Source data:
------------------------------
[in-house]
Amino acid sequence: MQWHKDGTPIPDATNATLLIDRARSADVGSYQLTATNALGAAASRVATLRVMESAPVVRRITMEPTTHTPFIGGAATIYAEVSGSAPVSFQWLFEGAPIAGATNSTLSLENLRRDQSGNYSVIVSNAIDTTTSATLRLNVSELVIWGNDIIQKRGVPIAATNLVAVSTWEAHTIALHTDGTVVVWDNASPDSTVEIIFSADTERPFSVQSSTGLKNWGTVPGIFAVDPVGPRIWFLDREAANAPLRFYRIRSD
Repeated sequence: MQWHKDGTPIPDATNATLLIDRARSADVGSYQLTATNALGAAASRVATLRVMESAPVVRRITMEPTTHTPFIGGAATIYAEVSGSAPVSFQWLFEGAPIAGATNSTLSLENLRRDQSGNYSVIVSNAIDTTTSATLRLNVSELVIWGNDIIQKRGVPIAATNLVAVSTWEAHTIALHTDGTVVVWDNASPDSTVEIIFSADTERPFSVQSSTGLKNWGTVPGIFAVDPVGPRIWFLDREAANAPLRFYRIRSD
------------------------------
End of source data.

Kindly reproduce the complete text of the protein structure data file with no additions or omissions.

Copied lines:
[in-house]
Amino acid sequence: MQWHKDGTPIPDATNATLLIDRARSADVGSYQLTATNALGAAASRVATLRVMESAPVVRRITMEPTTHTPFIGGAATIYAEVSGSAPVSFQWLFEGAPIAGATNSTLSLENLRRDQSGNYSVIVSNAIDTTTSATLRLNVSELVIWGNDIIQKRGVPIAATNLVAVSTWEAHTIALHTDGTVVVWDNASPDSTVEIIFSADTERPFSVQSSTGLKNWGTVPGIFAVDPVGPRIWFLDREAANAPLRFYRIRSD
Repeated sequence: MQWHKDGTPIPDATNATLLIDRARSADVGSYQLTATNALGAAASRVATLRVMESAPVVRRITMEPTTHTPFIGGAATIYAEVSGSAPVSFQWLFEGAPIAGATNSTLSLENLRRDQSGNYSVIVSNAIDTTTSATLRLNVSELVIWGNDIIQKRGVPIAATNLVAVSTWEAHTIALHTDGTVVVWDNASPDSTVEIIFSADTERPFSVQSSTGLKNWGTVPGIFAVDPVGPRIWFLDREAANAPLRFYRIRSD